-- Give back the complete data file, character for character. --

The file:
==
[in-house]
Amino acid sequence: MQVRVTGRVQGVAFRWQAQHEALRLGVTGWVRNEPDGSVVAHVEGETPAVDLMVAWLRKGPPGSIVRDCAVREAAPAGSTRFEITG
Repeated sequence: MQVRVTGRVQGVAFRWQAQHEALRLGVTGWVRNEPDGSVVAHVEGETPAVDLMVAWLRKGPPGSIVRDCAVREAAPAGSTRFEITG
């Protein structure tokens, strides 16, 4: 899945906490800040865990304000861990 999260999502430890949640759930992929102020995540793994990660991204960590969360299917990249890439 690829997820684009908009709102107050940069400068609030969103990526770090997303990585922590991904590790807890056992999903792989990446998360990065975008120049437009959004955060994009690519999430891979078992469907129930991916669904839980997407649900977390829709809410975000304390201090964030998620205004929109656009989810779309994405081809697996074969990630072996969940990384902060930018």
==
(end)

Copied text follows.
[in-house]
Amino acid sequence: MQVRVTGRVQGVAFRWQAQHEALRLGVTGWVRNEPDGSVVAHVEGETPAVDLMVAWLRKGPPGSIVRDCAVREAAPAGSTRFEITG
Repeated sequence: MQVRVTGRVQGVAFRWQAQHEALRLGVTGWVRNEPDGSVVAHVEGETPAVDLMVAWLRKGPPGSIVRDCAVREAAPAGSTRFEITG
């Protein structure tokens, strides 16, 4: 899945906490800040865990304000861990 999260999502430890949640759930992929102020995540793994990660991204960590969360299917990249890439 690829997820684009908009709102107050940069400068609030969103990526770090997303990585922590991904590790807890056992999903792989990446998360990065975008120049437009959004955060994009690519999430891979078992469907129930991916669904839980997407649900977390829709809410975000304390201090964030998620205004929109656009989810779309994405081809697996074969990630072996969940990384902060930018």